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Dealers lobby lawmakers to reform CFPB auto lending guidance

September 12, 2014
America’s new-car dealers convened on Capitol Hill last week to urge their congressmen to cosponsor House Resolution 5403, introduced Sept. 8 to the House Financial Services Committee.
The bipartisan bill seeks to nullify the Consumer Financial Protection Bureau’s flawed guidance on auto lending and requires more transparency and accountability from the agency on future guidance.
"The CFPB’s actions will likely raise the cost of credit for car buyers," said NADA Chairman Forrest McConnell. "The CFPB is attempting to change the $905 billion auto loan market and limit market competition without prior public comment and without analyzing the impact of its guidance on consumers."
The new bill, "Reforming CFPB Indirect Auto Financing Guidance Act," would allow the agency to reissue its guidance under a more transparent process. The measure, sponsored by Reps. Marlin Stutzman, R-Ind., and Ed Perlmutter, D-Colo.), is a narrower version of H.R. 4811, the Bureau Guidance Transparency Act, which calls on the CFPB to provide for a notice and comment period before issuing guidance.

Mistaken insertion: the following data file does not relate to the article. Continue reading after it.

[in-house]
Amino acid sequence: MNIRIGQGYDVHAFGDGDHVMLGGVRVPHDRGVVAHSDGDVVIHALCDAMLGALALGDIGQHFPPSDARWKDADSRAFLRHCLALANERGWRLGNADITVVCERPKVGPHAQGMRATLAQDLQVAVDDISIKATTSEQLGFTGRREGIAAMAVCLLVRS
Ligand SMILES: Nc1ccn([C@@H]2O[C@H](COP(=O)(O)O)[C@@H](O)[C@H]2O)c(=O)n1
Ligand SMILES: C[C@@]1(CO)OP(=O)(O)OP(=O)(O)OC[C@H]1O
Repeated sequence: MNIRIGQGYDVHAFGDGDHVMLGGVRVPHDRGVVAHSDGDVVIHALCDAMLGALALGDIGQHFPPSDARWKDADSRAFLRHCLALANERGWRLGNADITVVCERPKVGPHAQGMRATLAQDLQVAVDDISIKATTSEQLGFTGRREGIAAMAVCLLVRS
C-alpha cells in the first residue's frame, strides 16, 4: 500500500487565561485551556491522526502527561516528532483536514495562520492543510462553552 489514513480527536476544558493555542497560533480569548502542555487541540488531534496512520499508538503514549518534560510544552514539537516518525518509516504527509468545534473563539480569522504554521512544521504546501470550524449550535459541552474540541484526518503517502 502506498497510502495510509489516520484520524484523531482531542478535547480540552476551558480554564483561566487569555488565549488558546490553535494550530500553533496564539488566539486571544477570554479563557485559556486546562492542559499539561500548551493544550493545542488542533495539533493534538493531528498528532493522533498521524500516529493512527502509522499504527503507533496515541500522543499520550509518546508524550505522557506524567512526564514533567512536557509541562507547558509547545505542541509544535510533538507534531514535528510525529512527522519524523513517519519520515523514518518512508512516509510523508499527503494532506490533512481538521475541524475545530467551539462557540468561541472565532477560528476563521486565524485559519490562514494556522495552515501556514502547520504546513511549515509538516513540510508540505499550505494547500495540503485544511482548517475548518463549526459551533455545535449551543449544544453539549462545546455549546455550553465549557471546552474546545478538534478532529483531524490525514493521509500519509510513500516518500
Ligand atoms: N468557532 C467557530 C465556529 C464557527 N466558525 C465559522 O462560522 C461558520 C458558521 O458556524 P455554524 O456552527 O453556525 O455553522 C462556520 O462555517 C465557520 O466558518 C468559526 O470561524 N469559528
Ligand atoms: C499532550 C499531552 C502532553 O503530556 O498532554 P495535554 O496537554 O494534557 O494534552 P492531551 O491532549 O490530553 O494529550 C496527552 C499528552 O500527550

The latter bill was reported out of the House Financial Services Committee in June by a bipartisan vote of 35-24.
"A majority of car buyers choose to finance their purchases through indirect financing at dealerships, which is always optional," added McConnell, a Honda and Acura dealer from Montgomery, Ala. "Dealers often discount these interest rates to earn their customers’ business."
In March 2013, the CFPB issued guidance that threatens to eliminate the flexibility of new-car dealerships to discount the interest rate offered to consumers to finance vehicle purchases. The CFPB claims that negotiated interest rates between dealers and their customers create a significant risk of unintentional "disparate impact" discrimination. However, there are a variety of legitimate business-related factors that can affect finance rates, such as beating a competing rate.
"H.R. 5403 is needed because it requires the CFPB to follow a transparent process when issuing auto finance guidance," McConnell said. "The bill would rescind the 2013 auto finance guidance and require public participation for future guidance before it is issued."
Thirteen congressmen have signed on as cosponsors of H.R. 5403. The NADA is urging dealers to contact their representatives and ask them to join as cosponsors.
Several area dealers attended the NADA Washington Conference Sept. 9-10, including CATA Chairman Colin Wickstrom and director John Alfirevich, chairman of the CATA board’s CATPAC/DEAC Committee; Metro Chicago NADA Director Mark Scarpelli; and NADA At-Large East Director Desmond Roberts.